Seeking Racial Harmony in a Culture of Whiteness
At a meeting this week with leadership from the NAACP, President Nelson said “We are impressed to call on […] the entire world to demonstrate greater civility, racial and ethnic harmony and mutual respect.”
He had started by quoting the Family: A Proclamation to the World, “Nearly a quarter century ago, the First Presidency and the Quorum of the Twelve Apostles proclaimed that ‘All human beings—male and female—are created in the image of God. Each is a beloved spirit son or daughter of heavenly parents, and, as such, each has a divine nature and destiny.’”
This Proclamation was written from a heteronormative point of view, and its goal is to keep marriage and family centered around heterosexual relationships. What’s clear in the way it’s being used now is that it was also written from a place of white privilege, and rather than using this opportunity to explore their assumptions, the First Presidency are asking members of colour to fit themselves into this frame of whiteness.
In their own statement, the church recognizes that repentance and forgiveness are key elements of healthy relationships, and warn that those who fail to fulfill their responsibilities will stand accountable before God. When the church doesn’t seek forgiveness for its actions against black and brown peoples, it’s either showing that repentance isn’t actually important or that they don’t believe the harm they’ve caused is actually, meaningfully wrong.
It reminded me of when, in January 2015, now-President Oaks said in an interview: “I know that the history of the church is not to seek apologies or to give them […]. We sometimes look back on issues and say, ‘Maybe that was counterproductive for what we wish to achieve,’ but we look forward and not backward.”
For some members (which means it should be the case for all members, if we take our baptismal covenants seriously), the way the church talks about the Temple and Priesthood Ban causes pain today. If the church wishes to look forward on this issue, and to demonstrate greater civility and respect, it requires a repentance process — something needs to change.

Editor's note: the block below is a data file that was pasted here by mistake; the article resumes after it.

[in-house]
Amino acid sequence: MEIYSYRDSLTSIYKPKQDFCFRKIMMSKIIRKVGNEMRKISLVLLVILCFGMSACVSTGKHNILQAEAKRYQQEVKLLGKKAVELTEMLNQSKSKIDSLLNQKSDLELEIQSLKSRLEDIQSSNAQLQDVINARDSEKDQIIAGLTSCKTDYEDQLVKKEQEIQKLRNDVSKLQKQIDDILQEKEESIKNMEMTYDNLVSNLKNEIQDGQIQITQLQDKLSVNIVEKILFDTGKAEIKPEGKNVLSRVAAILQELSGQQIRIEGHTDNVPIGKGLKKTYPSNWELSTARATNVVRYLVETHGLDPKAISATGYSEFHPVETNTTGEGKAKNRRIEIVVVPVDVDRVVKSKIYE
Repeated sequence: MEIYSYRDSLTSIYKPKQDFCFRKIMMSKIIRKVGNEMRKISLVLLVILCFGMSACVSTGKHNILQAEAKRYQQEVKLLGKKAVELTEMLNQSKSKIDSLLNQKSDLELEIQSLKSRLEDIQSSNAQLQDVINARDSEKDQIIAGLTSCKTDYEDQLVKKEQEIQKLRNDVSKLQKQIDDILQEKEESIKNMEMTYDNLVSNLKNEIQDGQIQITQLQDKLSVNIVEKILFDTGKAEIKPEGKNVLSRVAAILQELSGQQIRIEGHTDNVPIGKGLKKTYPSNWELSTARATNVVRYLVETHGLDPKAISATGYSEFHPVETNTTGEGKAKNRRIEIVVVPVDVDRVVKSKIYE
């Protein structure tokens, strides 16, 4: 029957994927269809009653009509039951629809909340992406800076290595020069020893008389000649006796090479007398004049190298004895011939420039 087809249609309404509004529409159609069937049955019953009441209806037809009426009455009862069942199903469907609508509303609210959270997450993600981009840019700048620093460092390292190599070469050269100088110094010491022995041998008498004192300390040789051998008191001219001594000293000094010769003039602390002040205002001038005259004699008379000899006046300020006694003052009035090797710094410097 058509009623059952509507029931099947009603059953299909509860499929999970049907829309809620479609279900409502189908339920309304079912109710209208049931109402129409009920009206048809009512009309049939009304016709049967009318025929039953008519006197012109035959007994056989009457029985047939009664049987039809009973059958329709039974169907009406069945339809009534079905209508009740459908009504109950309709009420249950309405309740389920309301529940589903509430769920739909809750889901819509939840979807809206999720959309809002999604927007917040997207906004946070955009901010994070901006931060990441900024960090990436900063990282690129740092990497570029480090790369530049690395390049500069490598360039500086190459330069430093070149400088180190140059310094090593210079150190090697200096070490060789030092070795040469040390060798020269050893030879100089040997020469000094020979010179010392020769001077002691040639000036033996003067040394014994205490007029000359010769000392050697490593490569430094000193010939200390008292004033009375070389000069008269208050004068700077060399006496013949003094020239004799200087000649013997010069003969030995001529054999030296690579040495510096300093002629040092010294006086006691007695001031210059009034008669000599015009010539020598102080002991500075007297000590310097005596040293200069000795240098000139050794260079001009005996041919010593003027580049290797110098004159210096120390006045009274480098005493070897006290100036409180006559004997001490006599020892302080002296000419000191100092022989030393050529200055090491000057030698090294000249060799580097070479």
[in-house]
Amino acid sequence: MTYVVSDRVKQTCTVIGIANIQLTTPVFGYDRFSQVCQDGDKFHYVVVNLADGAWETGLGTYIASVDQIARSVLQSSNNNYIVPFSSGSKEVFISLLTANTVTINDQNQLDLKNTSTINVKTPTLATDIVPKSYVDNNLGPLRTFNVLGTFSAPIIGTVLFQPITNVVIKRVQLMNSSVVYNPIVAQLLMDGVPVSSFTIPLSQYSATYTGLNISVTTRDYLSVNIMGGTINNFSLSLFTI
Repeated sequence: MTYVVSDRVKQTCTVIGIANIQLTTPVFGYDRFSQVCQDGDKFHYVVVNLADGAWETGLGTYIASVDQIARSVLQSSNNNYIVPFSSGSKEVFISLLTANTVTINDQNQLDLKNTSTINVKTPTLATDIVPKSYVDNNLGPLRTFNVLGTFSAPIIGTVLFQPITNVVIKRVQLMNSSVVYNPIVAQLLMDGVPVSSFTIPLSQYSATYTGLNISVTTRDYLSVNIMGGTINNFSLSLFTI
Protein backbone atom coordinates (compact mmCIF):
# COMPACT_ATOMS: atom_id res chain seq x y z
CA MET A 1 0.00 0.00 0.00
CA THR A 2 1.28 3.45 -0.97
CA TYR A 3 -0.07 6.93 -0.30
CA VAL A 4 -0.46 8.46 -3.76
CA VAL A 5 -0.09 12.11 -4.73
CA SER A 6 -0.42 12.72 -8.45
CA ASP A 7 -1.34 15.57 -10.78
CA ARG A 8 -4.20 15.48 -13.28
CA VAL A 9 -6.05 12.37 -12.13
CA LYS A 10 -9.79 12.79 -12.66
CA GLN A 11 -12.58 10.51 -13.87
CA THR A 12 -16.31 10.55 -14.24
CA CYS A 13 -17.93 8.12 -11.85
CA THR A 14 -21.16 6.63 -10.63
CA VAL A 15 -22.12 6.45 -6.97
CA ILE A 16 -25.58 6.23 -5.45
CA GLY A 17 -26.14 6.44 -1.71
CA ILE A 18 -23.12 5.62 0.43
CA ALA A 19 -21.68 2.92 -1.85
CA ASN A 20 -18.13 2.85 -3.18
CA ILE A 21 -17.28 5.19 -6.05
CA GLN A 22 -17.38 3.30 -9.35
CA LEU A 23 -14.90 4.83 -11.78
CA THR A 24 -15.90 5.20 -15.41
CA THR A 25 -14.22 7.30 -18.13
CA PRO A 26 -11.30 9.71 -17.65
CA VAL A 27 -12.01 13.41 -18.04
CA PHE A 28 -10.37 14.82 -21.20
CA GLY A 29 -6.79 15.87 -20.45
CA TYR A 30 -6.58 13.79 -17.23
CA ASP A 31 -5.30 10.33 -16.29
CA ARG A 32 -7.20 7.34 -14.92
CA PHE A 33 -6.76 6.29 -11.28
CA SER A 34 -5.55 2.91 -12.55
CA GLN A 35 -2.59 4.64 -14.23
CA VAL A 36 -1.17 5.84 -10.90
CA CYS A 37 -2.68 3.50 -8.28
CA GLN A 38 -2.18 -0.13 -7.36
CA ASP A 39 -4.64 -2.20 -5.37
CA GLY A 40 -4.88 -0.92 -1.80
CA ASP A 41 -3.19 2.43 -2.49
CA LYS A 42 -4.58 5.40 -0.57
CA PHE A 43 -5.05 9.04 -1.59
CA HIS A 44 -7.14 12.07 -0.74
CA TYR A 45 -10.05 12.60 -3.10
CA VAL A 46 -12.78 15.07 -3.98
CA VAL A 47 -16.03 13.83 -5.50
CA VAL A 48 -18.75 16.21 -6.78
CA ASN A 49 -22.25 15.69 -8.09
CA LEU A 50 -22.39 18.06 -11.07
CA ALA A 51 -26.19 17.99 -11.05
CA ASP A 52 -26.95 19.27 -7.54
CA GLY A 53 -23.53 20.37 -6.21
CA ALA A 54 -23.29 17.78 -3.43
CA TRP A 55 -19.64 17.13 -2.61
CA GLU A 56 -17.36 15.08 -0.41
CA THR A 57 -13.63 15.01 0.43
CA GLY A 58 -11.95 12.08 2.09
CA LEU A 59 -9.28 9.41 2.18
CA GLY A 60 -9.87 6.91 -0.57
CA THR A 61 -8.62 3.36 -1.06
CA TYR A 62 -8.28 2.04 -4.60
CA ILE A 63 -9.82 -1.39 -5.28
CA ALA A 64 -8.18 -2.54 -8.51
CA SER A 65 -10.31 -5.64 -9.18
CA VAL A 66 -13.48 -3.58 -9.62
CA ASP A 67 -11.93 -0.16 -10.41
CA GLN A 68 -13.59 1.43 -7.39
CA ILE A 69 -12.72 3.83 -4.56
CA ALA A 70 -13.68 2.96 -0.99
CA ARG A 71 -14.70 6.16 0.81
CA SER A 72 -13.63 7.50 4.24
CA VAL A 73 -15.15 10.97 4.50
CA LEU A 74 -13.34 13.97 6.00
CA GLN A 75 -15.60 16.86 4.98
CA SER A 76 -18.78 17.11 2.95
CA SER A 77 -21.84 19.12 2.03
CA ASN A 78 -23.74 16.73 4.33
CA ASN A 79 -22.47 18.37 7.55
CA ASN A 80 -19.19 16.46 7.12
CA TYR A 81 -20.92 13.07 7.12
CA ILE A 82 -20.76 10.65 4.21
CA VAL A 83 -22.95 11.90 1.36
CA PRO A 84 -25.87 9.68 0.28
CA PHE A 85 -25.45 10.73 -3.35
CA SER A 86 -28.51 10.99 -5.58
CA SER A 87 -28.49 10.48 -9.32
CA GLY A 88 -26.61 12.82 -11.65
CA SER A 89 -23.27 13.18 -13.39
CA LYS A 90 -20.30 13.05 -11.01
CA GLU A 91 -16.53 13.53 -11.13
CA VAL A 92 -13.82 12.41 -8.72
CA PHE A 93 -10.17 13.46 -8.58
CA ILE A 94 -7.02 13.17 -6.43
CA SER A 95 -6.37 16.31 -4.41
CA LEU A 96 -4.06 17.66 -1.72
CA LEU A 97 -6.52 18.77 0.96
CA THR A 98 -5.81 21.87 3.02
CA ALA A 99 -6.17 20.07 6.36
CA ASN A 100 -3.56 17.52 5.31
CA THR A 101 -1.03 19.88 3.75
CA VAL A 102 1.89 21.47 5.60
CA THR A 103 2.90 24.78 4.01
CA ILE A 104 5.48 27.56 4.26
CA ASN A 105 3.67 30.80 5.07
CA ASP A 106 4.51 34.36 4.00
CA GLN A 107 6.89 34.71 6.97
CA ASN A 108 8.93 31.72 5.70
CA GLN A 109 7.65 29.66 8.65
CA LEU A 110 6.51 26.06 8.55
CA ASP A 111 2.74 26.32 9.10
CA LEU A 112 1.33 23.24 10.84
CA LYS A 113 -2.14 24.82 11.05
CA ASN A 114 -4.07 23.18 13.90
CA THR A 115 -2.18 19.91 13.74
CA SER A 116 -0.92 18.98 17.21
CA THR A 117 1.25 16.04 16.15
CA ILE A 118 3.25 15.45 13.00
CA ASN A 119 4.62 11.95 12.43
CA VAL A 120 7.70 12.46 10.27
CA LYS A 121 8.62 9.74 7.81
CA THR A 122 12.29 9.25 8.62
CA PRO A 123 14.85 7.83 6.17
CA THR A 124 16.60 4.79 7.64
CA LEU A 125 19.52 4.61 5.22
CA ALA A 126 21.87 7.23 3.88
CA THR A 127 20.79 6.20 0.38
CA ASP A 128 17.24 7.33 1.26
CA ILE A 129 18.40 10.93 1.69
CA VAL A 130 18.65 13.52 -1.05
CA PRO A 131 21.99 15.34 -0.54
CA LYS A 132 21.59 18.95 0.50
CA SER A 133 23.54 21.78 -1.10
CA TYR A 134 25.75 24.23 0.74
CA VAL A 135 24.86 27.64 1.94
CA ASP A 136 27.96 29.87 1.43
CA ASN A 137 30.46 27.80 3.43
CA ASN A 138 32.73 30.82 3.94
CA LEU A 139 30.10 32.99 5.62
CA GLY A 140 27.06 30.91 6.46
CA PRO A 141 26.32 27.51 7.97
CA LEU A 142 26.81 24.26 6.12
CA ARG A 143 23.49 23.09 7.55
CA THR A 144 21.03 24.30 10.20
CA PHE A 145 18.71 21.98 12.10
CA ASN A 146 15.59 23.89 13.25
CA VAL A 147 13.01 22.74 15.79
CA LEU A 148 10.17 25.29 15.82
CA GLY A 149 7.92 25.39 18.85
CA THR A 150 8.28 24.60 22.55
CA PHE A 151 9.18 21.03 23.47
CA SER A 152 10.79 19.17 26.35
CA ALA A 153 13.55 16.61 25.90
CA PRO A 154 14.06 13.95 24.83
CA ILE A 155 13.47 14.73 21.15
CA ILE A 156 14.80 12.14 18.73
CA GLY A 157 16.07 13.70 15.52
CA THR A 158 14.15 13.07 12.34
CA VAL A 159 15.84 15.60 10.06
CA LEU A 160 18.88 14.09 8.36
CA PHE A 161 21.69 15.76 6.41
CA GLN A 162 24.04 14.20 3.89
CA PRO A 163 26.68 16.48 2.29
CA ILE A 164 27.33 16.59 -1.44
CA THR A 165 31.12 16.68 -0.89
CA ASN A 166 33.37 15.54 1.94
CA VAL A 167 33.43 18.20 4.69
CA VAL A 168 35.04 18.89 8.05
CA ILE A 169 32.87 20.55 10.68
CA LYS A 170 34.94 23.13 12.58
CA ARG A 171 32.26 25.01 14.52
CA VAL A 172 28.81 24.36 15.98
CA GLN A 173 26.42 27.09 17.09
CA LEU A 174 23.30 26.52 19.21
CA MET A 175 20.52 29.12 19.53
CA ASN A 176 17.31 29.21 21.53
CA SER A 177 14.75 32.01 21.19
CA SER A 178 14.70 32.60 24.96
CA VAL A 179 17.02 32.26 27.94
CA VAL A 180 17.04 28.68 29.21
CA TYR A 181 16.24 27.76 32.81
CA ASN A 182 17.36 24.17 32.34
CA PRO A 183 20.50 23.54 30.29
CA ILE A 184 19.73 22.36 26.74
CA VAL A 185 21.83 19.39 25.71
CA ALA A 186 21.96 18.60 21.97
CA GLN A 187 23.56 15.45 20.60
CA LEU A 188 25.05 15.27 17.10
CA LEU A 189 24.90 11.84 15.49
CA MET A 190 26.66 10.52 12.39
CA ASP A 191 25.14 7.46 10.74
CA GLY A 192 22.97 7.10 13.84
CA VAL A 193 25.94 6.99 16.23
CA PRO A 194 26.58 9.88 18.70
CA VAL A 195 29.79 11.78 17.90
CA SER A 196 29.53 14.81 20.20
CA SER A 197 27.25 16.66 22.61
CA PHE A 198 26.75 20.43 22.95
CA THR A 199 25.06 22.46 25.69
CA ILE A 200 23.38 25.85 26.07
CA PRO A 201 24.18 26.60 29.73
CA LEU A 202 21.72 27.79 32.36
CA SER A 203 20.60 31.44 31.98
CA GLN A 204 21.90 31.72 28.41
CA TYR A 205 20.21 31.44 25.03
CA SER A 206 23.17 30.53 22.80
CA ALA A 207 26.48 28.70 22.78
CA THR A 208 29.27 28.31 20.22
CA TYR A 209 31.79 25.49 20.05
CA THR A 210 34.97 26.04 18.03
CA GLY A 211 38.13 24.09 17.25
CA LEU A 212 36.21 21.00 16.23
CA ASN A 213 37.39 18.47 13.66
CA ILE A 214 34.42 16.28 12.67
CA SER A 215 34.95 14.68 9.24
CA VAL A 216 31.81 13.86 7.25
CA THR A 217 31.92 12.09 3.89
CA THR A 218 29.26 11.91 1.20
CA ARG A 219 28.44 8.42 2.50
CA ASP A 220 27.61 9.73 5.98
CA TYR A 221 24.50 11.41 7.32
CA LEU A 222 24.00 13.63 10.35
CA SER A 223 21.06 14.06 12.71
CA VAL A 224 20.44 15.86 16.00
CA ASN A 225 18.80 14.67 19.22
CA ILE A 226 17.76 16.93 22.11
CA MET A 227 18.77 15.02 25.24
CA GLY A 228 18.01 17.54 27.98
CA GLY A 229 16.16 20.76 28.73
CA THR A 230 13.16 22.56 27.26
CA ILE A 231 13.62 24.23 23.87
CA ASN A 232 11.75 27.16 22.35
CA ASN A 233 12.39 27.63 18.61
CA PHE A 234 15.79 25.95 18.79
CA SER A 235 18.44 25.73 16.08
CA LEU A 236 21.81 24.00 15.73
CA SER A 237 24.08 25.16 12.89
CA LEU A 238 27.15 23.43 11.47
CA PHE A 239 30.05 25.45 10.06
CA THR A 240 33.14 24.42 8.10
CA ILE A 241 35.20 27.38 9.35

Jane Manning James is sealed as a slave to Joseph Smith – an ordinance for which someone else had to stand in proxy, because she was not allowed to enter the temple. Does that speak of racial harmony? Must our black and brown brothers and sisters accept a cultural structure of whiteness to allow this ethnic harmony President Nelson wishes for?
Our rules about and approach to music in sacrament meeting are racist. Our expectation that men and boys will wear crisp white shirts to participate in ordinances and the hairstyles we consider appropriate are upholding the colonialism of white American culture. The stories about pioneers failing to mention Green Flake, who was a slave and travelled with the first pioneers, is because we centre a culture of whiteness. We’d rather not deal with the discomfort of learning that his labour was given to the church as tithing. And we white members, who make up the majority of church leadership, can ensure we don’t have to deal with that, simply by not mentioning it. I’m 30 years old, and I was born into the church, to a mother who was born into the church. Today is the first time I’d heard Green Flake’s name.
We can’t claim to be in the world but not of the world — a peculiar people — if we fail to extricate ourselves from a white supremacist culture. Referring to the Family Proclamation saying that we each have a divine nature and destiny, but failing to acknowledge that for some people, for much of our history, that divine nature and destiny was seen as eternally lesser than our white brothers and sisters, is not respectful. Calling on the whole world to change, and refusing to acknowledge changes we ourselves need to make is very arrogant.
At the end of his remarks, President Nelson said “Together we invite all people, organizations and governmental units to work with greater civility, eliminating prejudice of all kinds and focusing more on the many areas and interests that we all have in common.”
If the areas and interests we are to have in common require people of color to discard their interests and take up ours, the interests of white church leadership and membership, we are perpetuating structures of whiteness. It’s going to take a lot of work to tear them down. I would have liked to have seen acknowledgement of that in President Nelson’s remarks.
Derrick Johnson, president and CEO of the NAACP, said “We are clear that it is our job to speak for those who cannot speak for themselves.” If the church truly wishes for greater civility, racial and ethnic harmony and mutual respect, it is incumbent on us now to listen.